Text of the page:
Adult acquired flatfoot deformity, primarily posterior tibial tendon dysfunction, in many cases can be successfully managed with conservative treatment modalities including early immobilization, long-term bracing, physical therapy, and anti-inflammatory medications.
By Robert W. Mendicino, DPM, FACFAS, Alan R. Catanzariti, DPM, FACFAS, and Kyle S. Peterson, DPM
Adult acquired flatfoot deformity (AAFD), the painful flatfoot deformity in adults, is a major cause of disability for a patient and can be a challenge for foot and ankle specialists. AAFD is a common condition among patients caused primarily by specific pathology of the posterior tibialis tendon, referred to as posterior tibial tendon dysfunction (PTTD).1,2 PTTD is a progressive musculoskeletal condition that ranges from its simplest form as a localized tenosynovitis to a complex rigid foot and/or ankle deformity. Treatment for PTTD is dependent on the severity of the condition, and clinicians have many conservative and surgical options to choose from.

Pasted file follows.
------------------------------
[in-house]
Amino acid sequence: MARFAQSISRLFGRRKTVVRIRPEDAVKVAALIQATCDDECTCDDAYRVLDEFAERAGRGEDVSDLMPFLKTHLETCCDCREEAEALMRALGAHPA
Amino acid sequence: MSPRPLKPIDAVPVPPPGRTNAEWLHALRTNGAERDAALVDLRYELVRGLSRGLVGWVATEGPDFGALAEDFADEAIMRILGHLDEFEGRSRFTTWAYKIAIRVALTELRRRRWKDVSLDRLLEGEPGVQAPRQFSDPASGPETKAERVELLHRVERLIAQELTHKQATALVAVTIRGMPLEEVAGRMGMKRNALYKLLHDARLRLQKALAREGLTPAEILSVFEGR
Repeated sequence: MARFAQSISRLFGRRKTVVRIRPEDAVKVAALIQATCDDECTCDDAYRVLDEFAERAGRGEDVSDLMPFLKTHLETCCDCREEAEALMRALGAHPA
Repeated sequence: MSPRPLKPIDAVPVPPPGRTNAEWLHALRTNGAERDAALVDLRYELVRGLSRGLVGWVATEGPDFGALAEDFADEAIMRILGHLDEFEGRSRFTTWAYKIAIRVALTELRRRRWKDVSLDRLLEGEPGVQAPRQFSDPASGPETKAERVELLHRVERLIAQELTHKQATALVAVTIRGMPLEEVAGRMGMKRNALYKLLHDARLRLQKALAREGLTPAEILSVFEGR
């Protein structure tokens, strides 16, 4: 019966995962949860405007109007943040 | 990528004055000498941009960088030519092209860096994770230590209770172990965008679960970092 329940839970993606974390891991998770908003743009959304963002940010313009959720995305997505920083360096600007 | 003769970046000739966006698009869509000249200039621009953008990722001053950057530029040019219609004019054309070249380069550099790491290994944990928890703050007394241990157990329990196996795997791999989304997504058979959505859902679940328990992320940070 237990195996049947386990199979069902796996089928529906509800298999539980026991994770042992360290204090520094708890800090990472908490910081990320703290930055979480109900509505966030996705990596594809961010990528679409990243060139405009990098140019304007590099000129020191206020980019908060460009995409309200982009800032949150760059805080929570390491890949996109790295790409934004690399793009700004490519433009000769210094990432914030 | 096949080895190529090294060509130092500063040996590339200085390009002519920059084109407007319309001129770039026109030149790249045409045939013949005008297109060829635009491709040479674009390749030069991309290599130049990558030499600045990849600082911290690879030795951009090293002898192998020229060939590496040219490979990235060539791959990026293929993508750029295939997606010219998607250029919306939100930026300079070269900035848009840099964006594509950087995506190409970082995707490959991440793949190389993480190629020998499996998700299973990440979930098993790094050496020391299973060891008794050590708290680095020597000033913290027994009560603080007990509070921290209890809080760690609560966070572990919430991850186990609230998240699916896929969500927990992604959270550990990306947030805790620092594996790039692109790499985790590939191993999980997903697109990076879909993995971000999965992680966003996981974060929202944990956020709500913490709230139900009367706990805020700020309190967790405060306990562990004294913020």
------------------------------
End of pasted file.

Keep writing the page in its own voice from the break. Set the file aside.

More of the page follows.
What is PTTD?
The tibialis posterior muscle is a centralized muscle located in the deep posterior compartment of the leg. The tendon of the tibialis posterior muscle traverses the medial malleolus where it changes direction to insert on the navicular tuberosity, the plantar aspect of all three cuneiforms, the cuboid, and metatarsal bases two through four.3 The tibialis posterior muscle stabilizes the arch of the foot and is also a primary plantar flexor of the ankle and invertor of the subtalar joint.4 Degeneration of the tibialis posterior tendon and associated ligamentous structures can lead to a pathologic flatfoot. As stated previously, PTTD is the most common cause of an adult acquired flatfoot deformity.